You find me in something of a situation. It’s three o’clock in the afternoon, on a strikingly hot day in Scotland and I’m on the Glendearg Farm Estate, around 50 kilometres south of Edinburgh — just a stone’s throw from the English border. There’s a recovery team close by, surveying my situation with winches primed and shovels in hand. I’m in the driver’s seat of a heavily modified Land Rover Defender 90, a car customized by British-based rally specialists Bowler. The front window, due to a stroke of bad luck, is currently pointed skywards and, through it, I can see only a smattering of wispy white clouds.
Let me explain. Moments before, I had lined up at the start of a rally stage here in the Anglo-Scottish countryside. Bringing the full might of the Defender’s turbocharged four-cylinder to bear, I’d mashed the throttle, spun all four BFGoodrich tires and coughed the dry, dusty earth beneath me up into a smokescreen. I’d accelerated fast toward the first bend — a gentle right-hander — and grabbed the right paddle shifter for second gear. Then, everything went sideways.
The Defender understeered toward a precipitous drop-off — causing everything to go even more sideways. The car pitched 90 degrees off the course and down an embankment, coming to rest on the side of a steep hill. Only a huge rock prevented my Defender from barrel-rolling into the valley below — a lucky break, all things considered.
Some context, for those of you wondering how I got myself into this situation. The name Bowler, if you’ve ever mixed in off-road circles, should already ring a bell. For close to 40 years, the company (which was founded by engineer and blacksmith Drew Bowler in 1985) has created rally vehicles fit to tackle the world’s toughest competitions, including the Dakar Rally. In 2012, the brand formed a partnership with Land Rover, and was integral in launching the Defender Challenge competition in 2014. Bowler himself passed away in 2016, leaving his legacy on uneven ground — until the Derbyshire-based company was acquired by Land Rover in 2019.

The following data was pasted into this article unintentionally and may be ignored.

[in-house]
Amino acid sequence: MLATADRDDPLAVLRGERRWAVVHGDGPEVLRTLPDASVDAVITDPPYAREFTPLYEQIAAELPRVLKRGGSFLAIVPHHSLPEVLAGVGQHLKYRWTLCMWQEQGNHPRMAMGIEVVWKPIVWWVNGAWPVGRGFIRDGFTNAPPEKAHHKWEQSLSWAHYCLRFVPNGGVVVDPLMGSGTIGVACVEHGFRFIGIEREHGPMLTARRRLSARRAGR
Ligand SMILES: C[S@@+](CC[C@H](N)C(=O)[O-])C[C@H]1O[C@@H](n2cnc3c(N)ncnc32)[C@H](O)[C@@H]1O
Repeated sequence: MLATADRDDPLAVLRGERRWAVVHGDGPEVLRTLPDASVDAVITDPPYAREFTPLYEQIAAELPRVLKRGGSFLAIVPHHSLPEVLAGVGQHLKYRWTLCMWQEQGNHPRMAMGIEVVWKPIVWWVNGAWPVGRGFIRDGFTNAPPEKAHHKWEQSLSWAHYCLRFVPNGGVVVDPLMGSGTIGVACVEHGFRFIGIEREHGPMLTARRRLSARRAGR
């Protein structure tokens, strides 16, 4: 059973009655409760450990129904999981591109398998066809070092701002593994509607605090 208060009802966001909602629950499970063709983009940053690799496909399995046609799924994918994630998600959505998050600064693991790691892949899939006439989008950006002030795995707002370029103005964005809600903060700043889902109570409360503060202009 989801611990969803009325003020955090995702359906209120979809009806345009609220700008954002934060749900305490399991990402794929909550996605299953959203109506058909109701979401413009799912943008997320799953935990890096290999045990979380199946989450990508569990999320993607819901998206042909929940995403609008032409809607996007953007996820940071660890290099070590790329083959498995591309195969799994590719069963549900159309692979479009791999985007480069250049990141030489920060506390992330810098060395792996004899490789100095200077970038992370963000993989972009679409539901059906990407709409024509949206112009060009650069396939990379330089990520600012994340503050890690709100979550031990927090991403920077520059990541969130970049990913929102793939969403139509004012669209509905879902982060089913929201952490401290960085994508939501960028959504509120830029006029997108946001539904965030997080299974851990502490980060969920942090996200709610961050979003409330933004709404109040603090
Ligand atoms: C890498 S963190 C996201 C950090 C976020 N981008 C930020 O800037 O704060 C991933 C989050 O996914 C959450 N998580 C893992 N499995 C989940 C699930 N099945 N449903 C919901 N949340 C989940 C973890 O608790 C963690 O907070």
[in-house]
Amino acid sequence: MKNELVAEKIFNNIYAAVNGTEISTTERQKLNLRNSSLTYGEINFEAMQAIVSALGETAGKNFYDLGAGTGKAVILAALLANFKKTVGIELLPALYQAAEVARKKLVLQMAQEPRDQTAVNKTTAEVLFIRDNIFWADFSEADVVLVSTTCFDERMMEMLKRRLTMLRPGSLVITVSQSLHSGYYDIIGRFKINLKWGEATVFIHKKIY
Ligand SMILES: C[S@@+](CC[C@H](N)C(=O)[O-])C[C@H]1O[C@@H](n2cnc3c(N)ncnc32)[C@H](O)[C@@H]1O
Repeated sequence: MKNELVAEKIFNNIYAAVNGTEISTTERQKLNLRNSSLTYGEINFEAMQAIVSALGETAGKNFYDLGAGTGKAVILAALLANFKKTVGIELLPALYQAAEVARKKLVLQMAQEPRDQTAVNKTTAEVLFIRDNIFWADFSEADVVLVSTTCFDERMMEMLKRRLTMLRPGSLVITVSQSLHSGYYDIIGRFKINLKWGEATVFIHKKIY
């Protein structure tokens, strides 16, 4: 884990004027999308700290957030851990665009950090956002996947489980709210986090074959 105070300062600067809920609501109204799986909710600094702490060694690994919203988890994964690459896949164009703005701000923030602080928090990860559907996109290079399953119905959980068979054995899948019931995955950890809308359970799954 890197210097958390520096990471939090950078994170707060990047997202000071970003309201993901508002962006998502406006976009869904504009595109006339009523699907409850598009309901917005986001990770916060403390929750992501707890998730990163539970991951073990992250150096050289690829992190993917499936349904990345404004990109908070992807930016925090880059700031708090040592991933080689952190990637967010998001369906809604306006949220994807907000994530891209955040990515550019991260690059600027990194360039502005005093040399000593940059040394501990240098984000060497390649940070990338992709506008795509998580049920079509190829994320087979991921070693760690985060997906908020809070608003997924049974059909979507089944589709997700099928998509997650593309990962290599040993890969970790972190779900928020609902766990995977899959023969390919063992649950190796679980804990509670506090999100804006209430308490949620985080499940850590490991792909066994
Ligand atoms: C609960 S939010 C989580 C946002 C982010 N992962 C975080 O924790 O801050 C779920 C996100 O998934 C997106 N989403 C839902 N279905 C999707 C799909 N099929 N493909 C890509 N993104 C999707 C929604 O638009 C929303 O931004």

Which brings us back to Britain. The Defender 90 P300 SE in which I’m currently stuck has been specially modified for competition by Bowler, and made available to any budding racers with all-terrain, adrenaline-fuelled ambitions. For roughly $185,000, customers can pick up the rally-spec Defender, along with driver training sessions, technical support, and entry into all seven races of the Defender Rally Series. The championship, which takes place on hill stages and remote gravel roads across England, Scotland, and Wales, provides drivers with a full support package at every event, including hospitality with fully catered meals, spare parts, and technical assistance.
Before clearing the cars for competition, Bowler outfits each Defender with a bespoke suspension system, aluminum underbody skid plate, a full FIA-spec roll cage, and race seats with five-point harnesses — all of which, presently, I’m particularly grateful for. Thankfully, no one has been hurt by my misadventure — not even my slightly bewildered co-driver (I’m later told that the car suffered a cut tire, courtesy of an errant rock, on the start line). Yet, miraculously, our unscheduled lurch down the hill and sudden rock-enforced stop caused virtually no damage to the car. This isn’t some divine intervention, though — it’s expertise; the combined and complete off-road know-how of Land Rover and Bowler.
And, once my Defender is winched out of harm’s way, all that’s needed is a quick change of tires before we’re ready to rumble once again. Kicking up yet more dust, it’s difficult not to marvel at this machine’s ability and sheer fortitude. It’s as tough as a tank, takes hits like a heavyweight and flattens obstacles like only the most sturdy of steamrollers can. Plus, it’s so fun, it feels almost improper.
Thankfully, the third season of the Defender Rally Series by Bowler is set to get going in early 2024. This time, there will be an unsurpassed 16 competition-spec Land Rover Defender 90s available for erstwhile rally drivers to thrash around the British countryside. And, even though I may have hit the dirt, I’d still wholly recommend the experience. Just buckle up, trust the car — and drive.